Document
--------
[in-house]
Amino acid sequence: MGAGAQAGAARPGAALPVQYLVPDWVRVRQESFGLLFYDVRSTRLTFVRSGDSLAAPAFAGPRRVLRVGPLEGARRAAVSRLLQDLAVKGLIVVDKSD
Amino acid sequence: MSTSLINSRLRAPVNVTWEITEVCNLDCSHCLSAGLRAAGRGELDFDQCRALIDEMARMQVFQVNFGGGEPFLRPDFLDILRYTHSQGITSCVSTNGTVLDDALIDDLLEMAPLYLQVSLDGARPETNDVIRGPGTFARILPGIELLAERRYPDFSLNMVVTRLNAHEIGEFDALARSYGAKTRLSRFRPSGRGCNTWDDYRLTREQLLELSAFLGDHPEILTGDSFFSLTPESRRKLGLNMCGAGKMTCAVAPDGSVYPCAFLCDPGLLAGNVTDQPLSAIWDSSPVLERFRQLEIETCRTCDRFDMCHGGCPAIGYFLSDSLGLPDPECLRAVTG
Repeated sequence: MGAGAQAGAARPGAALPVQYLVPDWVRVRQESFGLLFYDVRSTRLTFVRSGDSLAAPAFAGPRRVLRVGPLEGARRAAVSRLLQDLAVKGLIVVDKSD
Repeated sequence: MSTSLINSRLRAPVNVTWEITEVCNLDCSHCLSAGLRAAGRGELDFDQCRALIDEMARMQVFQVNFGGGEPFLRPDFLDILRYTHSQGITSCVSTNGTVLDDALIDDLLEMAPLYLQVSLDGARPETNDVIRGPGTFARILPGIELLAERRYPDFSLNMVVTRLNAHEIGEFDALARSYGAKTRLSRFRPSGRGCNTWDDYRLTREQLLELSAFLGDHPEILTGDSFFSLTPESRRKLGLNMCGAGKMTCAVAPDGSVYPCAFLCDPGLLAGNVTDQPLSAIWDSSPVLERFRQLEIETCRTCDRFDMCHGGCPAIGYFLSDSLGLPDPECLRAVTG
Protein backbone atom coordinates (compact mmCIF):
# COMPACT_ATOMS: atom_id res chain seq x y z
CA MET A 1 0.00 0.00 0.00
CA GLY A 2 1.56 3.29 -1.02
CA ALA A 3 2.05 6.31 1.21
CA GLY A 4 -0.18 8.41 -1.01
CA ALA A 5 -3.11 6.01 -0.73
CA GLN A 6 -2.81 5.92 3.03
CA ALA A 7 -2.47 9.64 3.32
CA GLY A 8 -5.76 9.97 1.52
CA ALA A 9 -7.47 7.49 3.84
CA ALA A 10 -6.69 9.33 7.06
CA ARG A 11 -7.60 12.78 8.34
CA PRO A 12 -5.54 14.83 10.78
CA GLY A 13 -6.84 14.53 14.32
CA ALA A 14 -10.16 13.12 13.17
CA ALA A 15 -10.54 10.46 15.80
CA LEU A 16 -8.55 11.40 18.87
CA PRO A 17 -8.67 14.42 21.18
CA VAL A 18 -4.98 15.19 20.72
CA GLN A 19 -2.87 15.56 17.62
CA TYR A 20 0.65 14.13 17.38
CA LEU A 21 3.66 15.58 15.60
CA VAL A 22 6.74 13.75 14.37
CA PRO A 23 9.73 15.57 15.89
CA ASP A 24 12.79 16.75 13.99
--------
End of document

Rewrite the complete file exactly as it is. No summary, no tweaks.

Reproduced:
[in-house]
Amino acid sequence: MGAGAQAGAARPGAALPVQYLVPDWVRVRQESFGLLFYDVRSTRLTFVRSGDSLAAPAFAGPRRVLRVGPLEGARRAAVSRLLQDLAVKGLIVVDKSD
Amino acid sequence: MSTSLINSRLRAPVNVTWEITEVCNLDCSHCLSAGLRAAGRGELDFDQCRALIDEMARMQVFQVNFGGGEPFLRPDFLDILRYTHSQGITSCVSTNGTVLDDALIDDLLEMAPLYLQVSLDGARPETNDVIRGPGTFARILPGIELLAERRYPDFSLNMVVTRLNAHEIGEFDALARSYGAKTRLSRFRPSGRGCNTWDDYRLTREQLLELSAFLGDHPEILTGDSFFSLTPESRRKLGLNMCGAGKMTCAVAPDGSVYPCAFLCDPGLLAGNVTDQPLSAIWDSSPVLERFRQLEIETCRTCDRFDMCHGGCPAIGYFLSDSLGLPDPECLRAVTG
Repeated sequence: MGAGAQAGAARPGAALPVQYLVPDWVRVRQESFGLLFYDVRSTRLTFVRSGDSLAAPAFAGPRRVLRVGPLEGARRAAVSRLLQDLAVKGLIVVDKSD
Repeated sequence: MSTSLINSRLRAPVNVTWEITEVCNLDCSHCLSAGLRAAGRGELDFDQCRALIDEMARMQVFQVNFGGGEPFLRPDFLDILRYTHSQGITSCVSTNGTVLDDALIDDLLEMAPLYLQVSLDGARPETNDVIRGPGTFARILPGIELLAERRYPDFSLNMVVTRLNAHEIGEFDALARSYGAKTRLSRFRPSGRGCNTWDDYRLTREQLLELSAFLGDHPEILTGDSFFSLTPESRRKLGLNMCGAGKMTCAVAPDGSVYPCAFLCDPGLLAGNVTDQPLSAIWDSSPVLERFRQLEIETCRTCDRFDMCHGGCPAIGYFLSDSLGLPDPECLRAVTG
Protein backbone atom coordinates (compact mmCIF):
# COMPACT_ATOMS: atom_id res chain seq x y z
CA MET A 1 0.00 0.00 0.00
CA GLY A 2 1.56 3.29 -1.02
CA ALA A 3 2.05 6.31 1.21
CA GLY A 4 -0.18 8.41 -1.01
CA ALA A 5 -3.11 6.01 -0.73
CA GLN A 6 -2.81 5.92 3.03
CA ALA A 7 -2.47 9.64 3.32
CA GLY A 8 -5.76 9.97 1.52
CA ALA A 9 -7.47 7.49 3.84
CA ALA A 10 -6.69 9.33 7.06
CA ARG A 11 -7.60 12.78 8.34
CA PRO A 12 -5.54 14.83 10.78
CA GLY A 13 -6.84 14.53 14.32
CA ALA A 14 -10.16 13.12 13.17
CA ALA A 15 -10.54 10.46 15.80
CA LEU A 16 -8.55 11.40 18.87
CA PRO A 17 -8.67 14.42 21.18
CA VAL A 18 -4.98 15.19 20.72
CA GLN A 19 -2.87 15.56 17.62
CA TYR A 20 0.65 14.13 17.38
CA LEU A 21 3.66 15.58 15.60
CA VAL A 22 6.74 13.75 14.37
CA PRO A 23 9.73 15.57 15.89
CA ASP A 24 12.79 16.75 13.99